By Joe Cropp, IFRC in Erbil, Iraq

The man slowly pushes his way through the crowd at the gate, and emerges into the open space of the Khazer relief camp, a timber baby’s cradle slung over his shoulder. His family follow behind with only the possessions they were able to carry – some blankets and a few bags of clothes. Like thousands of others, they have fled Mosul with only what they could carry, making difficult choices on what they would need for life in the camp, and what they valued most.

Photo: Safin Ahmed / Iraqi Red Crescent Society

What would you take if you had to leave your home quickly with only what you could carry? New arrivals to Khazer Camp east of Mosul. Iraqi Red Crescent Society staff and volunteers are working in the camp, providing food, relief supplies and psychosocial support to families who have fled Mosul and surrounding towns. The camp can accommodate some 6000 families, some 30,000 people. Photo: Safin Ahmed / Iraqi Red Crescent Society

 

Expecting a longer stay as the battle to retake Mosul drags on, some families bring their stoves and kitchen utensils. Those who arrive by car or hitch rides on trucks and trailers are able to bring more than those who fled the city on foot, who bring only their most cherished items. Suitcases, mattresses and even the occasional piece of treasured furniture are carried through the front gates of the camp.

A young boy looks out from behind the edge of a tent where he and his family stay in a camp for people displaced from Mosul. Photo: Safin Ahmed / Iraqi Red Crescent Society

A young boy looks out from behind the edge of a tent where he and his family stay in a camp for people displaced from Mosul. Photo: Safin Ahmed / Iraqi Red Crescent Society

 

Inside the camp, the Iraqi Red Crescent Society together with other humanitarian organizations and government agencies provide the basics a family needs: tents, mattresses, blankets, warm clothes, stoves, kitchen sets, jerry cans and hygiene kits. These kits include everything you take for granted in day-to-day life, whether it’s toilet paper, soap or a simple toothbrush.

 

Iraq, Erbil: Daily life goes on in the relief camps around Mosul. Iraqi Red Crescent staff and volunteers are at work in the camps, where they are providing food, and relief supplies such saniation kits to support families who have fled Mosul and surrounding towns. Photo: IRCS/ Safin Ahmed

Iraqi Red Crescent Society teams provide hygiene products including toothbrushes to families who have fled from Mosul and the surrounding areas. Photo: Safin Ahmed / Iraqi Red Crescent Society

 

Iraqi Red Crescent Society provides essential services in the camp, such as safe drinking water, basic healthcare, first aid and psychosocial support. More than 6,700 people have received psychosocial support, and more than 5,600 have received first aid and other medical services.

Iraq, Erbil: Iraqi Red Crescent Society health teams are providing basic health services in the camps and communities around Mosul. Alongside them, trained psychosocial volunteers are providing much needed emotional support.

Iraqi Red Crescent Society health teams are providing basic health services in the camps and communities around Mosul. Alongside them, trained psychosocial volunteers are providing much needed emotional support. Photo: Safin Ahmed / Iraqi Red Crescent Society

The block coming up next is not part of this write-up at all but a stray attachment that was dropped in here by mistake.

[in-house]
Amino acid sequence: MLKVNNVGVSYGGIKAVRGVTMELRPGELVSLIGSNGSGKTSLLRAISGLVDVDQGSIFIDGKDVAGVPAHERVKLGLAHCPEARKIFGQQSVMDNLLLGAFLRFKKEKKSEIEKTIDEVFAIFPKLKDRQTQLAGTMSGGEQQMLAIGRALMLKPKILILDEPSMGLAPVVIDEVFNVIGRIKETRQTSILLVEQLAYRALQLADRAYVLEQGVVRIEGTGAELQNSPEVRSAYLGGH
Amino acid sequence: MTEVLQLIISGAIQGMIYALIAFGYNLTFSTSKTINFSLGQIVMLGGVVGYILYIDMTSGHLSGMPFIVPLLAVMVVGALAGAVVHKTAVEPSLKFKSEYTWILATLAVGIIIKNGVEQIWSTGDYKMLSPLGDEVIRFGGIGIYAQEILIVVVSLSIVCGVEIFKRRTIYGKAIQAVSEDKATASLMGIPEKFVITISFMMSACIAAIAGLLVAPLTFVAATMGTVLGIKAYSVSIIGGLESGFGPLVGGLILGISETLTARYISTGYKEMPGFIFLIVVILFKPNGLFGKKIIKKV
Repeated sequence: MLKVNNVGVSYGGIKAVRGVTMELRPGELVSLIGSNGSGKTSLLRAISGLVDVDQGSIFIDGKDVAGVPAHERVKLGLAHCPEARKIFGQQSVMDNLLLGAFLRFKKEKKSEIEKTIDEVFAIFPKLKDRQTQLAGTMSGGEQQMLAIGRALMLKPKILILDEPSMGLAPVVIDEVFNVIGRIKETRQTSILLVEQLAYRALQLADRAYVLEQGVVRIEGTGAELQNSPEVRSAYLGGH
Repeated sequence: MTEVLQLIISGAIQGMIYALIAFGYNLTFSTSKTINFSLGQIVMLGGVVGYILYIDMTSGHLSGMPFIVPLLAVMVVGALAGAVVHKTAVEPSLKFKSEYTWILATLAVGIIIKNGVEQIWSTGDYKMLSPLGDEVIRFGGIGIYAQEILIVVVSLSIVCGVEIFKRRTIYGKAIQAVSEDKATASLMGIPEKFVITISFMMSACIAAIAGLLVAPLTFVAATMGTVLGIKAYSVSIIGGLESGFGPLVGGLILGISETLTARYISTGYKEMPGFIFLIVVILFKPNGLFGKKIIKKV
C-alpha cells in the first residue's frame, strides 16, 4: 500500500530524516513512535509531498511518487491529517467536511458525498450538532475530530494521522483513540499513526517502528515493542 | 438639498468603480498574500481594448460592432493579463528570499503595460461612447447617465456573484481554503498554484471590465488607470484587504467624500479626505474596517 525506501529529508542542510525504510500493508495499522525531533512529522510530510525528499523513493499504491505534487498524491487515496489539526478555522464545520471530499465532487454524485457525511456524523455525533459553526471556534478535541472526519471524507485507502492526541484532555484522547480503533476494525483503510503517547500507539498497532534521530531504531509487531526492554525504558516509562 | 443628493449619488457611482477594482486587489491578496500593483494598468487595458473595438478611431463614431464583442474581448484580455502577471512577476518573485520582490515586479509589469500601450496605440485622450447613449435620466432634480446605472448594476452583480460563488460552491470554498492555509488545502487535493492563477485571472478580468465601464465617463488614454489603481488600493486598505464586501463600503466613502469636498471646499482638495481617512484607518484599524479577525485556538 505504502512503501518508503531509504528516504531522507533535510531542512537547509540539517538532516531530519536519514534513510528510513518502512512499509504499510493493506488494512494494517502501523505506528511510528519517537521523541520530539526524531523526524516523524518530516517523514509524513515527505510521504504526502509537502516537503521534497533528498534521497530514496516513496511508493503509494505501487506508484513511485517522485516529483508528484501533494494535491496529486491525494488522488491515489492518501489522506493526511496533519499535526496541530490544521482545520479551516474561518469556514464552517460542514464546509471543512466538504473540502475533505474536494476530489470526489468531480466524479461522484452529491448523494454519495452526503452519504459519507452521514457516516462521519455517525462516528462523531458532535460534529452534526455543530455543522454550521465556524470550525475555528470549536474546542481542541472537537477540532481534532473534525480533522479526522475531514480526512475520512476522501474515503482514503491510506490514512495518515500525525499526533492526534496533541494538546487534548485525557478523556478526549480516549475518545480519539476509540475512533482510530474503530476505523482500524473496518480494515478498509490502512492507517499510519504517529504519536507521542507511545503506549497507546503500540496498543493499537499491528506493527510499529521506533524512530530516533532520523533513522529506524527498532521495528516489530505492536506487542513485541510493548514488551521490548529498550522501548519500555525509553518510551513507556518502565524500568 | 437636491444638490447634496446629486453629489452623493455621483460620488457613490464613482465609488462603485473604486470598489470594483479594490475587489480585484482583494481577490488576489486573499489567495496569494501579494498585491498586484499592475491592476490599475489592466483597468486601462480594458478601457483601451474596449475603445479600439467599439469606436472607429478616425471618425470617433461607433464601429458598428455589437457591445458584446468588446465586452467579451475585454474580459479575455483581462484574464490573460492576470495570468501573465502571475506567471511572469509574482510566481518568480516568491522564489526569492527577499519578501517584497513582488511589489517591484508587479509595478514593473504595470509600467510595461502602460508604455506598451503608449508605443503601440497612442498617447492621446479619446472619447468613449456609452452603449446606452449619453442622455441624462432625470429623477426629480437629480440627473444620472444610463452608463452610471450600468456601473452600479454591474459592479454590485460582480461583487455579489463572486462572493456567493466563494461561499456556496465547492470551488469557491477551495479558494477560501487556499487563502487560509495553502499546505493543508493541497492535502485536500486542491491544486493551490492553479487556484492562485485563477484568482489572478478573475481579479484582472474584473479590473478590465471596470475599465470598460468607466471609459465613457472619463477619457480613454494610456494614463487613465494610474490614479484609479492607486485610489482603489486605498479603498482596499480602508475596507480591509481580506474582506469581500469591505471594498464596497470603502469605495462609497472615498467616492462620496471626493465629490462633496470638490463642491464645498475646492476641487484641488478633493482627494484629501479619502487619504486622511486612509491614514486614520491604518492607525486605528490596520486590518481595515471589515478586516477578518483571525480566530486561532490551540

Iraq, Erbil: Daily life goes on in the relief camps around Mosul. Iraqi Red Crescent staff and volunteers are at work in the camps, where they are providing food, relief supplies and psychosocial support to families who have fled Mosul and surrounding towns. Photo: IRCS/ Safin Ahmed

Daily life goes on in the relief camps around Mosul. Iraqi Red Crescent staff and volunteers are at work in the camps, where they are providing food, relief supplies and psychosocial support to families who have fled Mosul and surrounding towns. Photo: Safin Ahmed / Iraqi Red Crescent Society

 

For other services, the camp residents themselves are already filling the gaps, setting up market stalls and establishing small businesses, with the local barber kept busy cutting hair and shaving beards.

Iraq, Erbil: Daily life goes on in the relief camps around Mosul. Iraqi Red Crescent staff and volunteers are at work in the camps, where they are providing food, relief supplies and psychosocial support to families who have fled Mosul and surrounding towns. Photo: IRCS/ Safin Ahmed

Barber shops are kept busy in camps, with male residents being glad to finally cut their beards. fled Mosul and surrounding towns. Photo: Safin Ahmed / Iraqi Red Crescent Society

 

Iraq, Erbil: Daily life goes on in the relief camps around Mosul. Iraqi Red Crescent staff and volunteers are at work in the camps, where they are providing food, relief supplies and psychosocial support to families who have fled Mosul and surrounding towns. Photo: IRCS/ Safin Ahmed

While essential services are provided by Iraqi Red Crescent Society, humanitarian organizations, and Iraqi government agencies, camp residents have set up their own small businesses to try to gain even a small income. Photo: Safin Ahmed / Iraqi Red Crescent Society

 

Entire villages and city neighbourhoods have fled Mosul and surrounding areas together, and are now again living side-by-side in these relief camps, maintaining community links while they wait, and hope, to safely return home.

Iraq, Erbil: Daily life goes on in the relief camps around Mosul. Iraqi Red Crescent staff and volunteers are at work in the camps, where they are providing food, relief supplies and psychosocial support to families who have fled Mosul and surrounding towns. Photo: IRCS/ Safin Ahmed

Families have fled Mosul and its surrounding villages together, and are maintaining their community links while they wait until they can safely return to their homes. Photo: Safin Ahmed / Iraqi Red Crescent Society